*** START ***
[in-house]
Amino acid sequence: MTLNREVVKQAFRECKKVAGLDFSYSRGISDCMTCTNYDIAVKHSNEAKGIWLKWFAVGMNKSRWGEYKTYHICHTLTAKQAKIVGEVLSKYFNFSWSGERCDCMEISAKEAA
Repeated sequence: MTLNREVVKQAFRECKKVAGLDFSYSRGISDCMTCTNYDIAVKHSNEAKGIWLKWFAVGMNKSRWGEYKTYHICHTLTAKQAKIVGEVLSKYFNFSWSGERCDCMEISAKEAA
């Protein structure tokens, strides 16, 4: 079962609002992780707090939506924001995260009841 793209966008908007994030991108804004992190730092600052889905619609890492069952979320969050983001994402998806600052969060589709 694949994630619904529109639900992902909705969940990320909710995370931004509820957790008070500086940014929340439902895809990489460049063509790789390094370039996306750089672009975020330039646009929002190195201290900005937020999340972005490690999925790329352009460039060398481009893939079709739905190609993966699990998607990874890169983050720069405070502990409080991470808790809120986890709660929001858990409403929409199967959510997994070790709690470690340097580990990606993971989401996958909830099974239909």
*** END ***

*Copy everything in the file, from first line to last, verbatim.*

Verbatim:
[in-house]
Amino acid sequence: MTLNREVVKQAFRECKKVAGLDFSYSRGISDCMTCTNYDIAVKHSNEAKGIWLKWFAVGMNKSRWGEYKTYHICHTLTAKQAKIVGEVLSKYFNFSWSGERCDCMEISAKEAA
Repeated sequence: MTLNREVVKQAFRECKKVAGLDFSYSRGISDCMTCTNYDIAVKHSNEAKGIWLKWFAVGMNKSRWGEYKTYHICHTLTAKQAKIVGEVLSKYFNFSWSGERCDCMEISAKEAA
């Protein structure tokens, strides 16, 4: 079962609002992780707090939506924001995260009841 793209966008908007994030991108804004992190730092600052889905619609890492069952979320969050983001994402998806600052969060589709 694949994630619904529109639900992902909705969940990320909710995370931004509820957790008070500086940014929340439902895809990489460049063509790789390094370039996306750089672009975020330039646009929002190195201290900005937020999340972005490690999925790329352009460039060398481009893939079709739905190609993966699990998607990874890169983050720069405070502990409080991470808790809120986890709660929001858990409403929409199967959510997994070790709690470690340097580990990606993971989401996958909830099974239909």